Brian Aynardi1, Dr. Wakar Uddin2 and Dr. Maria del Mar Jimenez-Gasco2, (1)Pennsylvania, PBI-Gordon Corp., Bellefonte, PA (2)Plant Pathology and Environmental Microbiology, The Pennsylvania State University, University Park, PA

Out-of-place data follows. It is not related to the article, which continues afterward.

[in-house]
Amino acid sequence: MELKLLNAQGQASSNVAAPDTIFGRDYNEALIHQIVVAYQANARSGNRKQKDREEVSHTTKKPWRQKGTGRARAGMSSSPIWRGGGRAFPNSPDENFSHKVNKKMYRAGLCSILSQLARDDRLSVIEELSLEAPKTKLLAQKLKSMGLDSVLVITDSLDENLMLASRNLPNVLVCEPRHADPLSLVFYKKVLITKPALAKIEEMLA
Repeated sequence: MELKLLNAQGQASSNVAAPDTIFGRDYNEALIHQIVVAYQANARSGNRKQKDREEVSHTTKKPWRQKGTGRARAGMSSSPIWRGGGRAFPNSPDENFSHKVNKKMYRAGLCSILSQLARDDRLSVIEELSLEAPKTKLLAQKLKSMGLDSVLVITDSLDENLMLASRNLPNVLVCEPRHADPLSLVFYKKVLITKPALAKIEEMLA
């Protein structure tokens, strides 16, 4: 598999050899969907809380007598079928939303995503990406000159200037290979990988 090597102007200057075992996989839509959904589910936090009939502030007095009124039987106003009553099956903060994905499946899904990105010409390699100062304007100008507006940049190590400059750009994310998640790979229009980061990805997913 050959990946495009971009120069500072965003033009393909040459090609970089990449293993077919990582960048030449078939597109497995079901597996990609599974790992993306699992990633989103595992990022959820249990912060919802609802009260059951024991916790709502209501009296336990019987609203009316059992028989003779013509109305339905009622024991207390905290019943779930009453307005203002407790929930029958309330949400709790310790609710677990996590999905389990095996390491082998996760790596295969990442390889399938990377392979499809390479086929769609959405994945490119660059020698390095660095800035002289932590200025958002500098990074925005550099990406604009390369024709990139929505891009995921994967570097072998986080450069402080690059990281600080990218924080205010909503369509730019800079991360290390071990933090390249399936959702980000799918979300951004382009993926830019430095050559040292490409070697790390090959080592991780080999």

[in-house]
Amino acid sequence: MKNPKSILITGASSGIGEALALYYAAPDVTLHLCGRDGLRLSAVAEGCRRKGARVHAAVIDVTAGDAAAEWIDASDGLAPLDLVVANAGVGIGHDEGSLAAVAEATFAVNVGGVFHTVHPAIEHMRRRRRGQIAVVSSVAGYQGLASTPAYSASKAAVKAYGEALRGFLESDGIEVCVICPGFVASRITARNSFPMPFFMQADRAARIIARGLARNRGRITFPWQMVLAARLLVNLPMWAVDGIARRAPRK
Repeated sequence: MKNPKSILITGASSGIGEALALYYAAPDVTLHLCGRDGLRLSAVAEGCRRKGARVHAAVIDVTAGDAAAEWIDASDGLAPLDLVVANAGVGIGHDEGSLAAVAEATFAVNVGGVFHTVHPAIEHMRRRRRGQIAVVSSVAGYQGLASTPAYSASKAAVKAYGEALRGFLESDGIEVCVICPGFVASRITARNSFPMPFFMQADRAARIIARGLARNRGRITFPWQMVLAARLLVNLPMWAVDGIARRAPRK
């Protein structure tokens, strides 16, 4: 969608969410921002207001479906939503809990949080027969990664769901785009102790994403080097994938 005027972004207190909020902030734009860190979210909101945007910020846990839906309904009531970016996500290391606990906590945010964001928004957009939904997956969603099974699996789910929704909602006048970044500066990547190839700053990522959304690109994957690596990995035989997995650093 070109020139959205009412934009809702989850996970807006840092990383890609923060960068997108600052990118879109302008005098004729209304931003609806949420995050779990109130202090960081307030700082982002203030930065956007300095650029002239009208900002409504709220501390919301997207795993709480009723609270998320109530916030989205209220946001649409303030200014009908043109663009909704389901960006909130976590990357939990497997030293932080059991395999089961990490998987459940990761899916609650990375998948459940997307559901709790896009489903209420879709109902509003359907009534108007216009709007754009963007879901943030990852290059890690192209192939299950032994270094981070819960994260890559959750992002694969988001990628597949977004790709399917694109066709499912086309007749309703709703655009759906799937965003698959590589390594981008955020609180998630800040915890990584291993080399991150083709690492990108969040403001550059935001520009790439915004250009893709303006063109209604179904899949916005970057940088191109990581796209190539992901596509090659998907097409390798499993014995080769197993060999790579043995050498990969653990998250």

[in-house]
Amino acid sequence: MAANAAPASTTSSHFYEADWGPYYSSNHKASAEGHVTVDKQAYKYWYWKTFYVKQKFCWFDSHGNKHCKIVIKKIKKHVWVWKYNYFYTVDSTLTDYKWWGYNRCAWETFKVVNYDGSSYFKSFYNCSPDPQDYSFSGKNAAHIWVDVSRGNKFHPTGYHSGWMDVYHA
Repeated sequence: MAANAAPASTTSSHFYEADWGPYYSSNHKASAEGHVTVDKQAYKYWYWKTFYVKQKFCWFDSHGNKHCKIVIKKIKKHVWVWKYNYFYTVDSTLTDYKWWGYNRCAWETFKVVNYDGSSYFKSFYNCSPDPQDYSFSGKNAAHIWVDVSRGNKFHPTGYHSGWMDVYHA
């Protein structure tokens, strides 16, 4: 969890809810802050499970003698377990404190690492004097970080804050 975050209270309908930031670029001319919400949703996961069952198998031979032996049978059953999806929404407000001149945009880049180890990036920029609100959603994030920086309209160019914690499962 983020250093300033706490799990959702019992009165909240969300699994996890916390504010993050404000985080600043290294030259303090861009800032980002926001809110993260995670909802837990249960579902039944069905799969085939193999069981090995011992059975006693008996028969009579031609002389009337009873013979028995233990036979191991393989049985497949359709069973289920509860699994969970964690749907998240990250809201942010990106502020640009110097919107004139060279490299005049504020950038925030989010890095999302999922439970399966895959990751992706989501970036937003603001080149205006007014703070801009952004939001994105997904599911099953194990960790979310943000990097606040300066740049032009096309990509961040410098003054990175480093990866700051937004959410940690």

Dollar spot of turfgrass, caused by Sclerotinia homoeocarpa F.T. Bennett, is one of the most common and most costly diseases of high input turfgrasses, particularly on golf courses. There has been some research addressing the geographic dispersal and genetic diversity of the pathogen. However, it is unknown whether the same populations of S. homoeocarpa infect both cool and warm season turfgrasses. This is particularly important since the use warm-season turfgrass species, such as bermudagrass, are becoming widespread; and there is the possibility of both types of grasses occurring in the same location within the transition zone of the United States. Therefore, one aspect of this study was to determine the extent at which S. homoeocarpa isolates able to infect and cause disease oncool and warm-season grasses co-inhabit specific locations, the extent to which warm-season isolates have moved north, and the ability of these isolates to infect and/or cause disease on other host types under specific environmental conditions. Furthermore, as molecular detection techniques are increasingly used in various agricultural commodities, the need to apply these techniques to turfgrass diseases would be beneficial to determine inoculum thresholds at which disease occurs, especially to reduce unnecessary fungicide applications. As a result, detection methods based on both conventional and quantitative PCR using the ribosomal internal transcribed spacer (ITS) region have been developed for S. homoeocarpa. The results of these studies pertaining to the incidence of cool and warm-season S. homoeocarpa isolates occurring in the same location in the transition zone of the United States, the phylogentic analysis of these isolates, the ability of such isolates to cross-infect host types, and the results of molecular detection methods to determine the amount of fungal biomass necessary to incite disease are outlined in this presentation.